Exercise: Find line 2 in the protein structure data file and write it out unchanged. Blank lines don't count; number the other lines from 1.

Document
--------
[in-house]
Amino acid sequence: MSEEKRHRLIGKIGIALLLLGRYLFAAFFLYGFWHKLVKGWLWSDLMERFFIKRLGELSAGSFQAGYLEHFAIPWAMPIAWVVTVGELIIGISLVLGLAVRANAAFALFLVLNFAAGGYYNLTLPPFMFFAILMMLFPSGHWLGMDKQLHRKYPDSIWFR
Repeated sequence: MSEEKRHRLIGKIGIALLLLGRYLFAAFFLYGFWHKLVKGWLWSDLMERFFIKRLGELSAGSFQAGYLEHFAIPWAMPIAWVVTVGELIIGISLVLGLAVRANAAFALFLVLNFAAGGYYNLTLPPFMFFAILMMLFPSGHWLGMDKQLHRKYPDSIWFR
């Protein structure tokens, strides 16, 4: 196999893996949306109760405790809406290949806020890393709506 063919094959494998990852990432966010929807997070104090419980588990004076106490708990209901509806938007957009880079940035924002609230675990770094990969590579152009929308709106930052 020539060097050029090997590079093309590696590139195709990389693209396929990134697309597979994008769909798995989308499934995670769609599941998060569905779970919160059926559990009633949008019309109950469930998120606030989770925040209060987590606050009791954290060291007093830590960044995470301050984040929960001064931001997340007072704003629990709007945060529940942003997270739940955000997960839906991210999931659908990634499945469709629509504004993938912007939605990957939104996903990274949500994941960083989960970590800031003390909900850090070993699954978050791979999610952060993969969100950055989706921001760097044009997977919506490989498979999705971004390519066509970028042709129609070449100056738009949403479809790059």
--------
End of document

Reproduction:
Amino acid sequence: MSEEKRHRLIGKIGIALLLLGRYLFAAFFLYGFWHKLVKGWLWSDLMERFFIKRLGELSAGSFQAGYLEHFAIPWAMPIAWVVTVGELIIGISLVLGLAVRANAAFALFLVLNFAAGGYYNLTLPPFMFFAILMMLFPSGHWLGMDKQLHRKYPDSIWFR